On the other hand, as followers of Jesus, like Mary, we also have freedom.  I can choose to let my responsibilities go for a while and just indulge myself.  It’s as if my dear friend, Jesus, calls and says let’s go out for a cup of tea.  I think to myself: well, I’ve got a lot to do, but why not?  He’s such good company!  I’ll have such a good time!”  So I exercise my freedom to choose, and off I go.  Jesus knows how prone we are to busy ourselves with the responsibility-side of being his disciple; so in the parable he emphasizes the importance of quiet contemplation — the choice Mary made.

Why might he do that?  What makes the quiet, contemplative side of our spiritual life the better choice?  We live in a time when violence is on the rise exponentially — mass killings, racism, anti-Semitism, Islamophobia, hate speech.  Shouldn’t we be like Martha and be doing something about it?  It may not be obvious what I as an individual could do, but shouldn’t I be doing something?  If I follow Mary’s example am I not burying my head in the sand?  If Jesus were here today, would he still say, “Mary has chosen the better part, which will not be taken away from her.”

I think Jesus would have stuck to what he said, and here’s the reason.  All of us must be agonizing over the attack in Nice.  It’s the most recent evidence that the world, as we have known it, is changing even as we watch, and in more ways than we can number.  We are asking ourselves, “What can I do to make this world a more just and safer place to live?”  The answer is not “nothing.”  None of us is helpless.  Let me suggest a four step process.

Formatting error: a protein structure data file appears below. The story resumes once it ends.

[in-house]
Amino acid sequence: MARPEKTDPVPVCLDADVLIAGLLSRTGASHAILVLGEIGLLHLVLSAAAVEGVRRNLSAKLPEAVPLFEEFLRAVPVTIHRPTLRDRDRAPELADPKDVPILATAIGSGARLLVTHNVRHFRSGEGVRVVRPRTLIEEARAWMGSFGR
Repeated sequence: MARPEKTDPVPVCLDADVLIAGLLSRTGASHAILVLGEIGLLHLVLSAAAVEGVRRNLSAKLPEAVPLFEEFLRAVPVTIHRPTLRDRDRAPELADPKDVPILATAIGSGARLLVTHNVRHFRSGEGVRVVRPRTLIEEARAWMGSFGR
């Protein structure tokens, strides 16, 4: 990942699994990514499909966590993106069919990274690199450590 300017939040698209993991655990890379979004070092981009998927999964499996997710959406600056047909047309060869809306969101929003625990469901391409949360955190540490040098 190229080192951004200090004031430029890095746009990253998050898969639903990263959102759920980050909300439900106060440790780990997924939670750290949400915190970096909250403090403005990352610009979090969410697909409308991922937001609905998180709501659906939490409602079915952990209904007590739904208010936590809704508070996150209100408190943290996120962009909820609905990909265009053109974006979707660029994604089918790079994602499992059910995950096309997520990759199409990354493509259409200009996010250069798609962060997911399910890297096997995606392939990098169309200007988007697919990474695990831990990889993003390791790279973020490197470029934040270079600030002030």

First, we might recall Jesus’ words, “…you always have the poor with you.”  In other words, he is asking us to distinguish between what is urgent and what is important.  To set to work to restore the world is highly important, but not urgent.  Sometimes we make the mistake of seeing something as urgent which is not, but we deal with that — the urgent — and short-change what is really important.  So we do not, for instance, run out blindly and join the Salvation Army.

Second, we want to act in a way that is effective.  Not a week goes by, at least recently, when we haven’t woken up to another mass killing.  Whatever we do to restore some safety and justice to the world, we want it to count.  So when am I at my most effective?  Isn’t it when I am acting from the whole of myself?  I’m less effective if I’m copying some role model, even Jesus himself.  What is my unique combination of aptitudes, strengths, resources, experiences, desires and concerns?  If I can center myself — not in a how-to book, not in someone else’s example — but in myself, then I have the best chance of making a difference.  The difference I make, plus the difference you make, plus the difference others like us make can add up.

Third, we do what Mary did.  We sit down face to face, so to speak, with Jesus.  Gradually we realize that what that paradoxical quotation said is true.  We are sitting with a great man and he is making us feel his equal.  Not his lieutenant, not his copycat, not his passive follower, but a fully empowered person in our own right.

Fourth, we make a plan and we act.  Do not be misled.  To “act” may mean finding a way to pray about it; or it may — if I’m prone to judgmental, punitive thoughts — mean changing the way I think.  I’ll close with something Mother Theresa said.  Mother Theresa is one of those rare persons in whom there is no distinction between the spiritual and the worldly — an inner stillness and an outer busyness.  She said, “We ourselves feel that what we are doing is just a drop in the ocean. But the ocean would be less because of that missing drop.  It is not how much we do… but how much love we put in that action.”

Let me sum up that process.  First we remind ourselves not to panic — the problem won’t go away.  Second we do a self-assessment so we can take effective action.  Third we turn away from our busy Martha side and do as Mary did to feel empowered.  Fourth, we turn back to our Martha side and we get busy.  Amen.